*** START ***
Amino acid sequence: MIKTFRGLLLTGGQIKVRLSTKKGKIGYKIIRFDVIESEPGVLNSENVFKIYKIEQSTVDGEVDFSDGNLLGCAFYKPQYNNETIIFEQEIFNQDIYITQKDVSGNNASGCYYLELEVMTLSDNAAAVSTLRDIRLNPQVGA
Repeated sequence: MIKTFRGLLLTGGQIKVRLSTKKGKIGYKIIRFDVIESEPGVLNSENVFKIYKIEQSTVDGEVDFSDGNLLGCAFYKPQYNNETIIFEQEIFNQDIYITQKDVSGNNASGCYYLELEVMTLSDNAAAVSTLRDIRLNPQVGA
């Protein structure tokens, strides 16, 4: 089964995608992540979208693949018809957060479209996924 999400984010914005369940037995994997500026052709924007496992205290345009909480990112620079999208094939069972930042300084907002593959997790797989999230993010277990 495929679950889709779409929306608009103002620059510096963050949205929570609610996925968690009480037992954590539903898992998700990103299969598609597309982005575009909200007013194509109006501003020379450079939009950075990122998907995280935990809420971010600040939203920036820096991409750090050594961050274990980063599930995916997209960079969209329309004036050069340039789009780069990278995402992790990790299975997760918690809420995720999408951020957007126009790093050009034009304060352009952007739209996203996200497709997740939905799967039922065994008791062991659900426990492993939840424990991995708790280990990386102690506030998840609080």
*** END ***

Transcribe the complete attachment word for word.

Amino acid sequence: MIKTFRGLLLTGGQIKVRLSTKKGKIGYKIIRFDVIESEPGVLNSENVFKIYKIEQSTVDGEVDFSDGNLLGCAFYKPQYNNETIIFEQEIFNQDIYITQKDVSGNNASGCYYLELEVMTLSDNAAAVSTLRDIRLNPQVGA
Repeated sequence: MIKTFRGLLLTGGQIKVRLSTKKGKIGYKIIRFDVIESEPGVLNSENVFKIYKIEQSTVDGEVDFSDGNLLGCAFYKPQYNNETIIFEQEIFNQDIYITQKDVSGNNASGCYYLELEVMTLSDNAAAVSTLRDIRLNPQVGA
């Protein structure tokens, strides 16, 4: 089964995608992540979208693949018809957060479209996924 999400984010914005369940037995994997500026052709924007496992205290345009909480990112620079999208094939069972930042300084907002593959997790797989999230993010277990 495929679950889709779409929306608009103002620059510096963050949205929570609610996925968690009480037992954590539903898992998700990103299969598609597309982005575009909200007013194509109006501003020379450079939009950075990122998907995280935990809420971010600040939203920036820096991409750090050594961050274990980063599930995916997209960079969209329309004036050069340039789009780069990278995402992790990790299975997760918690809420995720999408951020957007126009790093050009034009304060352009952007739209996203996200497709997740939905799967039922065994008791062991659900426990492993939840424990991995708790280990990386102690506030998840609080």